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Jones Wood Foundry’s crumpets, $7
Instead of tea, you can wash your crumpets down with a Sixpoint ale custom-made for this uptown pub. 401 E. 76th St., nr. First Ave.; 212-249-2700.

Photo: Danny Kim

John Dory Oyster Bar’s parsley-anchovy toast, $4
A bright smack of garlic, chiles, olive oil, and lemon zest—all the hallmarks of April Bloomfield’s bold style on a slice of filone. 1196 Broadway, at 29th St.; 212-792-9000.

Photo: Danny Kim

Tartinery’s labneh tartine with cucumber and olive oil, $9.50
The runway model of toast: translucent cucumber slices on a chic sliver of pain Poilâne, France’s most prestigious bread. 209 Mulberry St., nr. Spring St.; 212-300-5838.

Photo: Danny Kim

David Burke Kitchen’s “jars,” $5 to $7
At the second-floor toast bar, you spread your own. (We recommend the chicken liver with prunes.) 23 Grand St., at Sixth Ave.; 212-201-9119.

Photo: Danny Kim

Fishtag’s baccalà-and-skordalia-brandade “melt,” $9
If your mother was part Greek, part Italian and she went to a cutting-edge culinary school, this is how she might interpret a tuna melt. 222 W. 79th St., nr. Broadway; 212-362-7470.

Photo: Danny Kim

61 Local’s ricotta toast, $6
A paean to products like Salvatore Bklyn ricotta, Andrew’s Local honey, and Scratchbread focaccia. 61 Bergen St., nr. Smith St., Cobble Hill; no phone.

Photo: Danny Kim

Fedora’s smoked-sturgeon-avocado toast, $14
The bread: Sullivan St Bakery filone. The garnish: arugula, pickled shallots, and crème fraîche. The effect: haute “appetizing.” (Late-night menu only.) 239 W. 4th St., nr. W. 10th St.; 646-449-9336.

Photo: Danny Kim

La Piazza’s assorted crostini, $15
House-smoked salmon with mascarpone and pickled shallots is one of four luscious morsels on the sampler plate. At Eataly, 200 Fifth Ave., nr. 23rd St.; 212-229-2560.

Photo: Danny Kim

Buvette’s aligot tartine, $7
Whip Cantal cheese into potato until it stretches like taffy. Add smoked ham. It might be the best thing to ever happen to a Royal Crown baguette. 42 Grove St., nr. Bleecker St.; 212-255-3590.

Photo: Danny Kim

Fatty ’Cue’s “dragon Pullman” with side of master fat, $4
Chinatown bread and rendered fat—a perfect, primordial marriage of toast and topping. 91 S. 6th St., nr. Berry St., Williamsburg; 718-599-3090.

Photo: Danny Kim

Vandaag’s grilled bacon smørrebrød, $12
The bacon is Benton’s, and the Rodenbach-beer bread is baked in-house. 103 Second Ave., at 6th St.; 212-253-0470.

Photo: Danny Kim

ABC Kitchen’s roasted-kabocha-squash toast with fresh ricotta and apple-cider vinegar, $10
Winter squash never had it so good—sweet, tangy, and smooth as velvet. 35 E. 18th St., nr. Broadway; 212-475-5829.

Photo: Danny Kim

Rubirosa’s meatball bruschetta, $2.50
A besciamella barrier keeps the tomato sauce from soaking through the filone bread. Genius. (And delicious). 235 Mulberry St., nr. Prince St.; 212-965-0500

Photo: Danny Kim

Co.’s cannellini bean toast, $4
Sorry, English people, these are the best beans on toast ever, and to think that the beans don’t even come out of a can. 230 Ninth Ave., at 24th St.; 212-243-1105

Photo: Danny Kim

For me, the high point of the show is this, which manages simultaneously to be a painting, a force field, and an electromagnetic visual discharge. This is an artist sloughing off old consciousness, making something he doesn’t even know is art, giving up nearly all known languages of painting, and maybe violating the laws of nature by making something that seemingly puts off more energy than went into making it.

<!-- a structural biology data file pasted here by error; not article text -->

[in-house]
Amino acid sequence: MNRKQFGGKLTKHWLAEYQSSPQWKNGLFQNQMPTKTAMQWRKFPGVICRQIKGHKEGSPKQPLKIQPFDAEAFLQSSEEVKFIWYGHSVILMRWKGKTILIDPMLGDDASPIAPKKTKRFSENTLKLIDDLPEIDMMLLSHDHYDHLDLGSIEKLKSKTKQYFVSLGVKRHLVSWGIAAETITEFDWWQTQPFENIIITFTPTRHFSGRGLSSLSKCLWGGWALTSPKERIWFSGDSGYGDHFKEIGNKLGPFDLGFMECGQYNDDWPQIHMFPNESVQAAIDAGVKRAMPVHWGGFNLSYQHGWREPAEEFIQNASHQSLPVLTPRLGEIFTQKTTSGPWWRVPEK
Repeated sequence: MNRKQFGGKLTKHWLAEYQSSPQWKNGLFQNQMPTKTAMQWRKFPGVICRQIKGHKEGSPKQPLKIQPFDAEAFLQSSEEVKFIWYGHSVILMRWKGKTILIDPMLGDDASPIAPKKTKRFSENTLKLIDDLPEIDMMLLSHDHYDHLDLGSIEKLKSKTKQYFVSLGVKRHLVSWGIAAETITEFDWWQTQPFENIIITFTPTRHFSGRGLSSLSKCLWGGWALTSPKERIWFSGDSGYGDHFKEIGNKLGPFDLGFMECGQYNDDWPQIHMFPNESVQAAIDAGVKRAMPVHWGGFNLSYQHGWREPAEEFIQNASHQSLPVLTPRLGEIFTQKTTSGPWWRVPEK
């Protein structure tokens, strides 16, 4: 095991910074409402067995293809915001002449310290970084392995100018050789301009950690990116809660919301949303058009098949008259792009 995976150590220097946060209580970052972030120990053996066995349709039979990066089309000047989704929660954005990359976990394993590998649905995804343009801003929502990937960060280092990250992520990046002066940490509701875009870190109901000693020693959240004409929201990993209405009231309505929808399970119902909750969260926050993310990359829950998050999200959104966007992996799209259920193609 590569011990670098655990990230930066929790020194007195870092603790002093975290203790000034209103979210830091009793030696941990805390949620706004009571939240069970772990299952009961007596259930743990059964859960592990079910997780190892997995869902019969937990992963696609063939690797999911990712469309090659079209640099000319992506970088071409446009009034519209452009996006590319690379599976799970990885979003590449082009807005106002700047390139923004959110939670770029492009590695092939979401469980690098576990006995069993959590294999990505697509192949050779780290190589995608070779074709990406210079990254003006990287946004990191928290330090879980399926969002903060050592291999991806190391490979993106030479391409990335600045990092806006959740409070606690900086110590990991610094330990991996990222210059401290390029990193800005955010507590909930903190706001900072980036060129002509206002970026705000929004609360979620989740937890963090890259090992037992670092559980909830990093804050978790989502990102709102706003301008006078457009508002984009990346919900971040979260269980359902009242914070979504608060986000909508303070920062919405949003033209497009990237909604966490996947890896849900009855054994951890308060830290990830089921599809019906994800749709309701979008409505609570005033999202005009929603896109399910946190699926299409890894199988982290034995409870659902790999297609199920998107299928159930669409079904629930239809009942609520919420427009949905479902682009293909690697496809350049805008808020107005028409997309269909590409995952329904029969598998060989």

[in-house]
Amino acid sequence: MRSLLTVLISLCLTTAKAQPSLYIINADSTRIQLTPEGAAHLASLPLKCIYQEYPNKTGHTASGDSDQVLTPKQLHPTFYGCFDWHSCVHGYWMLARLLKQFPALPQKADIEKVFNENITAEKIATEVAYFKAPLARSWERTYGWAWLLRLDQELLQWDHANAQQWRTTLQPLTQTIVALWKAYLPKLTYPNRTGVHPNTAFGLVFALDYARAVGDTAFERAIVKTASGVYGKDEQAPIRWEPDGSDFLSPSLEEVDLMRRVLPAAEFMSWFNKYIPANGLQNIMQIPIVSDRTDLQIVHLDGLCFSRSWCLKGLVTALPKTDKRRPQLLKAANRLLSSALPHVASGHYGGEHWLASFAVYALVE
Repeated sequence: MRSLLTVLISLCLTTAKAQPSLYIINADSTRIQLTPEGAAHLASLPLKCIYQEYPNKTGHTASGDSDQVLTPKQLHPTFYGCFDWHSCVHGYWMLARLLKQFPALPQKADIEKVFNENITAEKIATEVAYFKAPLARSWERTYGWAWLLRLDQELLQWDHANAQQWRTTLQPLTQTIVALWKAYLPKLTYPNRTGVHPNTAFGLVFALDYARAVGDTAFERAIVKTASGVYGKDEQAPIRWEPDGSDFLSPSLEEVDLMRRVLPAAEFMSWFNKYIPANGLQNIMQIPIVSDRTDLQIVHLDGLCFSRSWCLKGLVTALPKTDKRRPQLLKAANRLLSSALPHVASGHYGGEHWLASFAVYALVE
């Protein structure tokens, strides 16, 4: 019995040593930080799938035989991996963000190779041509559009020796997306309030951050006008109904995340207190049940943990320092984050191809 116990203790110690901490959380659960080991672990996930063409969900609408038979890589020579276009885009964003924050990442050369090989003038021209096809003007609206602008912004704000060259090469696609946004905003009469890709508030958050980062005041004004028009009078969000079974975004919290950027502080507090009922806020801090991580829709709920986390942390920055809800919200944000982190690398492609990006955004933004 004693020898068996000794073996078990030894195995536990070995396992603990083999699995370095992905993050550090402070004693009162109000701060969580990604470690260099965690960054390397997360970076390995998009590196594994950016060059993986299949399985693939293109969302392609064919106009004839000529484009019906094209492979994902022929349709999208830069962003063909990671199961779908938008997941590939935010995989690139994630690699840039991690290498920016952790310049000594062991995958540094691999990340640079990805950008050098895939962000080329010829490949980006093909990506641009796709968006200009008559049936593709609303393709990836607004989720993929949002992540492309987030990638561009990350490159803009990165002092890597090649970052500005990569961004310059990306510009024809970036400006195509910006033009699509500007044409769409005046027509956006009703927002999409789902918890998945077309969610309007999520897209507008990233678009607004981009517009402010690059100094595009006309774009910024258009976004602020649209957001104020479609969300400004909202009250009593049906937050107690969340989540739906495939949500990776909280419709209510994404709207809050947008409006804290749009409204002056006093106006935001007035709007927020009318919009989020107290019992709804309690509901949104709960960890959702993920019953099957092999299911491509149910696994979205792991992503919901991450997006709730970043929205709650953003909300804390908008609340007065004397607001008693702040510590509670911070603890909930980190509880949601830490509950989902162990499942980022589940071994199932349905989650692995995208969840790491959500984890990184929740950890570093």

Photo: Danny Kim

For me, the high point of the show is this, which manages simultaneously to be a painting, a force field, and an electromagnetic visual discharge. This is an artist sloughing off old consciousness, making something he doesn’t even know is art, giving up nearly all known languages of painting, and maybe violating the laws of nature by making something that seemingly puts off more energy than went into making it.

Photo: Danny Kim

For me, the high point of the show is this, which manages simultaneously to be a painting, a force field, and an electromagnetic visual discharge. This is an artist sloughing off old consciousness, making something he doesn’t even know is art, giving up nearly all known languages of painting, and maybe violating the laws of nature by making something that seemingly puts off more energy than went into making it.

Photo: Danny Kim

For me, the high point of the show is this, which manages simultaneously to be a painting, a force field, and an electromagnetic visual discharge. This is an artist sloughing off old consciousness, making something he doesn’t even know is art, giving up nearly all known languages of painting, and maybe violating the laws of nature by making something that seemingly puts off more energy than went into making it.

Photo: Danny Kim

For me, the high point of the show is this, which manages simultaneously to be a painting, a force field, and an electromagnetic visual discharge. This is an artist sloughing off old consciousness, making something he doesn’t even know is art, giving up nearly all known languages of painting, and maybe violating the laws of nature by making something that seemingly puts off more energy than went into making it.

Photo: Danny Kim

For me, the high point of the show is this, which manages simultaneously to be a painting, a force field, and an electromagnetic visual discharge. This is an artist sloughing off old consciousness, making something he doesn’t even know is art, giving up nearly all known languages of painting, and maybe violating the laws of nature by making something that seemingly puts off more energy than went into making it.

Photo: Danny Kim
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